Materials needed: Time: 25 Min.

A-Z Letters, or a Letter Dice

Interest Approach:

Public Speaking requires lots of different emotions and expressions to get points across to your audience. Have letters in a drawing box, or use a letter dice. Students will draw a letter and think of an emotion that starts with the chosen letter. Examples: E= Energetic, M= Mad, P= Professional.

1. Have all students draw, allow five minutes to think of their expression.

2.Put chosen letters back into the drawing box.

3.Pull out letters randomly and have the student with that letter stand to say the following statement in their expression, inserting their expression.

Let it be known, I am here and I am ______________.?!:);(

4. Continue drawing until everyone has gone.


Discuss with the class why it is important to show expressions during public speech. Have another student collect the ideas on a poster. Discuss how we can get out of our comfort zones and show emotion. Ask some students to share how they show expression in everyday conversations. Identify ways that will carry over to speaking.


Students could rank each other on a scale of 1-5 to determine who expressed the most.

Ask students to identify the last time they felt like their expression, or other classmates chosen expression.


Public Speaking Activities

On your Soapbox


Public Speaking

Getting out of the box

Ag. Issues


Materials needed: Time: 20-45 Min.

Box students can stand on, decorated with soap brands

Topic Items:

Town/community changes Official Dress

Lunch Time/lunch items Girls being allowed

Prom Best Activities

School Requirements Best Projects

Taking away rights and privileges Changing an FFA aspect


Explain what Being on your soapbox means. Pick a subject that students will feel strongly about. Do not pick a subject that will become a controversy. Step on the soapbox and tell everyone else youre your really think. There will be rules for this activity: No hard feelings and feelings will not leave the room. No talking when you are not on the soapbox. You can only tell others what you thin if you are on the soapbox. Challenge your students opinions. Take a risk, be professional, and get your students voicing an opinion.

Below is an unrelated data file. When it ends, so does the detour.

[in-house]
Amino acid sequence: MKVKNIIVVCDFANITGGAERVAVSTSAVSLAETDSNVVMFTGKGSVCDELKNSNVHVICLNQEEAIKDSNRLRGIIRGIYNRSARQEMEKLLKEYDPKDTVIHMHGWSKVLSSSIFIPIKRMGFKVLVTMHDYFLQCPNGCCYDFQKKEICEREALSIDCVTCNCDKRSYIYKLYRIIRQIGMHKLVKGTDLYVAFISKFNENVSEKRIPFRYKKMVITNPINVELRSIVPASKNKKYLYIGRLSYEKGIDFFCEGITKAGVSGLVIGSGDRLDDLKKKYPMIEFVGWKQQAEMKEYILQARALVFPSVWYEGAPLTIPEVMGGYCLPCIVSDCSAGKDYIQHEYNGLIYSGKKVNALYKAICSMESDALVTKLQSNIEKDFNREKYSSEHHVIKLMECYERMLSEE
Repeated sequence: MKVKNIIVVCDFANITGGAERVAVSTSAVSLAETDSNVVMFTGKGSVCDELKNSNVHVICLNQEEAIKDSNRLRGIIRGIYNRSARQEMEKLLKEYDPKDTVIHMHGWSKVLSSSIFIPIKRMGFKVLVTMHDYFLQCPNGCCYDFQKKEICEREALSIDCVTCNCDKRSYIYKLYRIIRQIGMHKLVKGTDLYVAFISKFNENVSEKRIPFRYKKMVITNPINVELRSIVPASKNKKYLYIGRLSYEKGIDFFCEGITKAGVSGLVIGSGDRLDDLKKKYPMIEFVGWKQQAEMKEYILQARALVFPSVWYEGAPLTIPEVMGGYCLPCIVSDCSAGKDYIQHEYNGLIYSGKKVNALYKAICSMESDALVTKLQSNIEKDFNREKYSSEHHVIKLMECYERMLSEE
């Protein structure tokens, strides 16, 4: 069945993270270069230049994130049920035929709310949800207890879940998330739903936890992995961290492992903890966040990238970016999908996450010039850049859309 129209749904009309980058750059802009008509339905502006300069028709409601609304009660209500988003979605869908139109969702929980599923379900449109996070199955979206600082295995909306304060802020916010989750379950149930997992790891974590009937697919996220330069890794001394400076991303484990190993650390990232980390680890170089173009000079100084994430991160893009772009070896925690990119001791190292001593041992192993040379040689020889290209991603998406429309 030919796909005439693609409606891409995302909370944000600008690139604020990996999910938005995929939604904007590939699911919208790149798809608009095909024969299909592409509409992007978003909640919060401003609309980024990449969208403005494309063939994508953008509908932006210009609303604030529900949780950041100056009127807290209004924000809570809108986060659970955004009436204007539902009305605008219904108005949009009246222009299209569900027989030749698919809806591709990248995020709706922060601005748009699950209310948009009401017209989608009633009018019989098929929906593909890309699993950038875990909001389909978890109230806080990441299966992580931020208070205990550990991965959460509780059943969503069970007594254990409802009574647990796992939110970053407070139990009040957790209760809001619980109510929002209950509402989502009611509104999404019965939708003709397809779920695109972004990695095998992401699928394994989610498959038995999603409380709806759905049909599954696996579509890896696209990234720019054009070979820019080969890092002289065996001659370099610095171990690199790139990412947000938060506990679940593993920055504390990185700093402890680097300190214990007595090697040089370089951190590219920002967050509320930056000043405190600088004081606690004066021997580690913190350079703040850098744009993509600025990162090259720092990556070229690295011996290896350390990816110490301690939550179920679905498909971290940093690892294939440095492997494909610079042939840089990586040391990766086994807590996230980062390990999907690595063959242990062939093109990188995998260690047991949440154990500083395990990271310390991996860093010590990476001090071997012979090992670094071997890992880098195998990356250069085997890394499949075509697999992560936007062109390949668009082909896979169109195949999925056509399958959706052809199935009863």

Discuss the fact that you are taking a risk every time you speak in front of people. You fear that you will be judged; you fear that others will disagree. You are risking your feelings, opinions, and sometimes even your morals. People can have different opinions on matters. Before you can ever make a call or decision you need to look at both sides of the situation. Voicing your opinion is apart of life and speaking. They need to discuss how to support each other as speakers and that having an opinion is a good thing.


Make it a rule that everyone has to be on the soapbox.

End discussion and change subjects if matters are heated or dull.


Public Speaking Activities

Demo Day


Public Speaking

Materials needed: Time: 10 Min./Student

Assignment Instructions

Interest Approach:

Demonstrate how to do a task in five minutes. Examples: flower arrangements, pin bugs, use a rope, carve a pumpkin, cook something, restring a guitar, care for an animal, tricks, fixing something, etc.


Students will demonstrate to the class a skill, task, or talent. This should be something that they are interested in and can share with others.

Students will write up the complete step-by-step process of their demonstration.

Demonstration needs to be explained while student is caring out the task/skill.

Demonstration needs to be around five minutes.

Two minutes will be allowed for set-up. Students are to be ready when they are called.

Three minutes will be allowed for questions afterwards.

Students are responsible for supplying all materials needed for the demonstration.


Preparation /10

Demonstration /20

Skill/Talent Chosen /10

Questions /10

Step-by-Step Write-up/20